In our previous study, the particle and hydrodynamic cluster sizes of IONPs were strongly influenced by the concentration of PEI [23]. Higher concentrations of PEI enhanced the effectiveness of the polymer as a stabilizer, lowering the particle and cluster sizes. This phenomenon may also apply to the NanoIOG synthesis in this study. In the first step of NanoIOG synthesis, PEI was used as a capping and dispersing agent for IONPs. It is apparent that the amount of PEI affected the sizes of IONPs and their clusters. In the second step, PEI acted as a reducing agent for Au and a dispersant for the NanoIOGs. The complicated interactions associated with the use of PEI as a PAS may be responsible for the effect of concentration on the size and morphology of NanoIOGs. In Figure 3d, the hydrodynamic sizes of NanoIOGs produced at different PEI concentrations are shown. Although the particles sizes of Au seeds and iron oxide/Au alloy clusters were mostly small (below 100 nm), the mean hydrodynamic size of NanoIOGs produced with 0.02 wt. % PEI was 205.8 nm, owing to poor stabilization and high degree of aggregation. Under a perfect stabilizing condition, each nanoparticle should be isolated without aggregation, so that the hydrodynamic size measured by DLS should be almost the same value with the individual particle size. Unfortunately, the dispersing effect was weak when the 0.02 wt. % PEI was used, so that the mixture of Au seeds and IONPs formed cloud-like aggregates of type 1. The hydrodynamic size of type 1 aggregates and type 2 clusters should be measured by DLS in this case. For this reason, the size distribution of individual Au nanoseeds were not displayed, as shown in Figure 3d, suggesting that there were neither a single Au seed particle nor its small aggregate, which can have an exclusive volume to be measured as a hydrodynamic size due to aggregation. Instead, we measured the size of individual Au seeds from TEM images and provided the corresponding diagram in Figure S2. The average size of the Au seeds was calculated at 2 nm. At 0.05 wt. % PEI, large iron oxide/Au alloy clusters were formed and possibly aggregated with each other. More PEI molecules could be required for better dispersion of the large clusters. Therefore, the NanoIOGs produced with this concentration of PEI had a larger hydrodynamic size than those produced at 0.08 wt. % PEI. The size of iron oxide/Au alloy clusters was relatively small, and the aggregation of particles was well-screened, resulting in a lower hydrodynamic size of the NanoIOGs produced at 0.08 wt. % PEI.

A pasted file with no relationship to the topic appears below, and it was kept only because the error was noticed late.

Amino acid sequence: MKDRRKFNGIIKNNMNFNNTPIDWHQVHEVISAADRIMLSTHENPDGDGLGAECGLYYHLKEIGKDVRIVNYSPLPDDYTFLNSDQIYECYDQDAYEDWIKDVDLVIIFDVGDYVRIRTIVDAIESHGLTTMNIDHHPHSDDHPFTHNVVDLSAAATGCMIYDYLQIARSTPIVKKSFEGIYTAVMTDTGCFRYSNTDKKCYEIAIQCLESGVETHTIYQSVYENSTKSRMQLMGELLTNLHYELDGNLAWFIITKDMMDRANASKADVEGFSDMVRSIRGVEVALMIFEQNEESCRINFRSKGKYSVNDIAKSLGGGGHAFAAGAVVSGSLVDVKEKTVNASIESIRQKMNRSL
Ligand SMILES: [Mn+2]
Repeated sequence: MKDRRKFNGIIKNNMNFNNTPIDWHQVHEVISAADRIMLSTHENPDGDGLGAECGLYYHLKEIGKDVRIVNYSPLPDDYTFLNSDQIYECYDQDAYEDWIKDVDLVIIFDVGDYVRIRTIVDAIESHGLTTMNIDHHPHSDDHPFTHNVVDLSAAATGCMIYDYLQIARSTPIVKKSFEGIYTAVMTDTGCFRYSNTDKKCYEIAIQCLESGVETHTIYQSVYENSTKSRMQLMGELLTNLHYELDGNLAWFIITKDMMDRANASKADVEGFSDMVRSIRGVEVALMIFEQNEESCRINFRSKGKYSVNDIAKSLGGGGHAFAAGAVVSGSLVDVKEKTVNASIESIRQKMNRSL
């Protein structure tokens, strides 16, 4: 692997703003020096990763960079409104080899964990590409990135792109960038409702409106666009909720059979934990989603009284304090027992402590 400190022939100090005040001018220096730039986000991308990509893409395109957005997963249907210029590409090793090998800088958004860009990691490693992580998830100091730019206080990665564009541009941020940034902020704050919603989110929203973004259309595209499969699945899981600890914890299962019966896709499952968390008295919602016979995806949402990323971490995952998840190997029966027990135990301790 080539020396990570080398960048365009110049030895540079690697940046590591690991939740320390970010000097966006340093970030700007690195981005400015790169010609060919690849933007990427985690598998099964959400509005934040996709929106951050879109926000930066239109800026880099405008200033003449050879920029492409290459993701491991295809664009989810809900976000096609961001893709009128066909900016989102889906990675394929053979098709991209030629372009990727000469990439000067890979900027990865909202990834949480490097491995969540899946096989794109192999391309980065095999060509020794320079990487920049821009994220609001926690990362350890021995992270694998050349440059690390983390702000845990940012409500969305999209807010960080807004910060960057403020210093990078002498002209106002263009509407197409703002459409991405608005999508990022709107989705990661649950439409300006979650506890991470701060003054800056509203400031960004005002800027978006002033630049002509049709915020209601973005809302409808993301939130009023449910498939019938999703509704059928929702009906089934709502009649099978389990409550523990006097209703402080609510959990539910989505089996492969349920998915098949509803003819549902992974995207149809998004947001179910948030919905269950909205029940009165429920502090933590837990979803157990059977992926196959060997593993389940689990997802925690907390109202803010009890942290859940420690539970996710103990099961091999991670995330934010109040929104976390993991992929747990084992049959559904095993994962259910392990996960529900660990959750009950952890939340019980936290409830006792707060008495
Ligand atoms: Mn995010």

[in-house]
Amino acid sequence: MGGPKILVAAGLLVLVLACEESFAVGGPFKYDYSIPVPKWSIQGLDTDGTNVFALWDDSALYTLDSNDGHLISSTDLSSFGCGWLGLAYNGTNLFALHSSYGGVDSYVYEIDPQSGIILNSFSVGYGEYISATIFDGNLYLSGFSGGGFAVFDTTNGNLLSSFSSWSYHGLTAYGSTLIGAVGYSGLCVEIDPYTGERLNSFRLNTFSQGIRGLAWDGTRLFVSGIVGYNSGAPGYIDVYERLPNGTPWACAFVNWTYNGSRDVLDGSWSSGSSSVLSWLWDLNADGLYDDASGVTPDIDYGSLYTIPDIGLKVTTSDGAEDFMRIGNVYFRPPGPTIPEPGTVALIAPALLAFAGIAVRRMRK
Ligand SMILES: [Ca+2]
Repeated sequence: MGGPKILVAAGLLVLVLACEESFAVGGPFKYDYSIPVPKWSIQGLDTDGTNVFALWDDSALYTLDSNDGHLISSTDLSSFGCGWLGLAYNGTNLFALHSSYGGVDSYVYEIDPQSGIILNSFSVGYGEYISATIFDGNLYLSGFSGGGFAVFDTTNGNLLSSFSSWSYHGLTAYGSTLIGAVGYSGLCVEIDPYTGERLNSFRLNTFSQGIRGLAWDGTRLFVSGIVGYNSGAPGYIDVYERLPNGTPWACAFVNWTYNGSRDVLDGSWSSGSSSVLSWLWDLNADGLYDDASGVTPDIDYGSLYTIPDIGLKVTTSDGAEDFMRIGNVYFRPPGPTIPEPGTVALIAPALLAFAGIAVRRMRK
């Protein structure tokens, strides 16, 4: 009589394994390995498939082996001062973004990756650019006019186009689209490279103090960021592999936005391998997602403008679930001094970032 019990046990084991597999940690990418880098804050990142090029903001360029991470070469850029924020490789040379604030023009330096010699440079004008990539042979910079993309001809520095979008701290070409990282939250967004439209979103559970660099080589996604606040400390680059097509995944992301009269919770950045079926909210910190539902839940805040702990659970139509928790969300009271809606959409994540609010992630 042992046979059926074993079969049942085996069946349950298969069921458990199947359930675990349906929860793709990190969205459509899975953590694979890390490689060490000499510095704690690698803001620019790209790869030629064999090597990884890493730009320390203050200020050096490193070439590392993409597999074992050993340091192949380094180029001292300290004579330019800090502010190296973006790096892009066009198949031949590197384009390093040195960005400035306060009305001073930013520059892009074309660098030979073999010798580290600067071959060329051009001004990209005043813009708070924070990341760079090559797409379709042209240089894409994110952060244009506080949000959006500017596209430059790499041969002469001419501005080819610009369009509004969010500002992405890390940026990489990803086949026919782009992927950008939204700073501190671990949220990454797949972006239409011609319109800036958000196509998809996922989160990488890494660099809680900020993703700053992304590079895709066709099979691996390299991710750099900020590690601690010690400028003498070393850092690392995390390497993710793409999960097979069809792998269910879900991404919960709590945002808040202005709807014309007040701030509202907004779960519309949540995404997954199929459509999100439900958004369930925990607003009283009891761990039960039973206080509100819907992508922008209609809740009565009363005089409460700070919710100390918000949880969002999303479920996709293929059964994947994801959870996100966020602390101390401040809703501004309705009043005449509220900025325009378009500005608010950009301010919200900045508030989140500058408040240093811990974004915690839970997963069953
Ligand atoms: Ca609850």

The superparamagnetic properties of IONPs are attributed to the combination of high magnetization of ferromagnetic bulk iron oxide and the paramagnetic nature of iron ions. The characteristics of this superparamagnetism are a large magnetic moment in the presence of an externally applied magnetic field and the absence of a remnant magnetic moment when this applied field is reduced to zero. In Figure 4a, the net magnetization returns almost to zero in the hysteresis loops of the magnetization curves, which indicates that the NanoIOGs are superparamagnetic. The saturation-magnetization (Ms) values for NanoIOGs prepared with 0.02, 0.05, and 0.08 wt. % PEI were 5.6, 19.9, and 13.6 emu/g, respectively. It has been reported that Ms and the size of IONPs are correlated linearly [22,26,27]. As the IONPs grow, their surface-to-volume ratios decrease. This reduces surface effects such as unsatisfied bonds, non-collinear spins, spin canting, and spin-glass-like behavior, which can increase Ms. It is inferred that the presence of iron oxide/Au alloy clusters produced with 0.05 and 0.08 wt. % PEI contributed to the enhancement of Ms, as they can behave as large iron oxide crystals in a magnetic field. However, the NanoIOGs synthesized with 0.02 wt. % PEI had difficulty forming large clusters, and thus exhibited the lowest Ms values. Owing to the surface modification of IONPs, a magnetically inactive layer is formed, which reduces Ms by creating an asymmetric atomic environment on the surface [28,29]. The thicknesses of PEI layers on the surfaces of NanoIOGs can increase with the concentration of PEI. The NanoIOGs prepared with 0.05 wt. % PEI were larger, with fewer PEI molecules on their surfaces, resulting in the enhancement of Ms as compared with those prepared with 0.08 wt. % PEI.